In the past two years alone, three major corporate mergers have begun to reshape what was an already concentrated international market for agricultural chemicals, seeds, and fertilizers. If the mergers gain approval from their relevant regulatory agencies, these six multinational corporations would fold into three (Dow-DuPont, Bayer-Monsanto, and ChemChina-Syngenta), and have a profound impact on the future of global agriculture. The mergers would drastically reduce competition in the areas of crop protection, seeds, and petrochemicals; further consolidate the agrochemical market; reduce procompetitive research and development (R&D) collaborations; and, most urgently, pose a critical danger to ecosystem sustainability and exacerbate the global climate crisis.1

In the first case, in September 2016, the German multinational life sciences, pharmaceutical, and chemical company Bayer bought out Monsanto, the US multinational agrochemical and agricultural biotechnology conglomerate known for producing genetically modified (GM) seeds. On March 21, 2018, Bayer won antitrust approval by the European Union’s European Commission for its $62.5 billion bid for Monsanto, and on May 29, the US Justice Department approved the acquisition,2 with the companies’ joint assets now amounting to $87.95 billion, and a total combined revenue of $55.84 billion.3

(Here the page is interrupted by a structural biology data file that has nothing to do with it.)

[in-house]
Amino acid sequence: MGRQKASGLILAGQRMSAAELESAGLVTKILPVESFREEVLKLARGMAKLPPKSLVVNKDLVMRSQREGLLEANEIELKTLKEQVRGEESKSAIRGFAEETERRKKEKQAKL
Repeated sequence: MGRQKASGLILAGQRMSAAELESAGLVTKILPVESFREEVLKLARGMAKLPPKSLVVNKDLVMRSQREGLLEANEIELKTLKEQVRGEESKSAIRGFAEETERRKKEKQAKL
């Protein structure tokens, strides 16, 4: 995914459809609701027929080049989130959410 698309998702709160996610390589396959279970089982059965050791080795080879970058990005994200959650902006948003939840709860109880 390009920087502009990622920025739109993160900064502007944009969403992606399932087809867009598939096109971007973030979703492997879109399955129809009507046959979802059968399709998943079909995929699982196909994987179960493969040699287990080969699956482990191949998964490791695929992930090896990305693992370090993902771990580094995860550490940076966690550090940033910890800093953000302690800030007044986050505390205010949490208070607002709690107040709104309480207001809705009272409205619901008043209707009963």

In the second case, in April 2017, DuPont, the US chemicals company that works in agricultural, advanced materials, electronics, and bio-based industries, merged with Dow Chemical, the US multinational chemical conglomerate developing products for agricultural, automotive, construction, consumer, electronics, packaging, and other industrial markets. In April 2017, the European Commission conditionally approved the $130 billion merger between the two US companies.4 The two companies will have combined assets of $121.79 billion, and a total revenue of $63.25 billion.5

In the third case, the Chinese state-owned chemical and seed company ChemChina purchased Syngenta, the Swiss agricultural company which produces seeds and agrochemicals. In April 2017, the $43 billion merger won US antitrust approval, though it remains contingent on approval from China, Europe, India, and Mexico. Their joint assets would amount to $142.4 billion, with a $70.67 billion total revenue if it receives final approval.7

Altogether, the combined assets across the three new companies would amount to $352.14 billion and their combined total revenue would be $189.76 billion. These deals alone will place as much as 70 percent of the agrochemical industry and over 60 percent of commercial seeds in the hands of only three companies.8

These mergers are emblematic of rampant market concentration across a number of global agricultural input industries. Between 1994 and 2013, the four firms (BASF, Bayer-Monsanto, Dow-DuPont, and ChemChina-Syngenta) combined market share jumped from 21.1 percent to 44 percent in crop seed and biotechnology; from 28.5 percent to 62 percent in agrochemicals; from 28.1 percent to 56 percent in farm machinery; and from 32.4 percent to 55 percent in animal health.9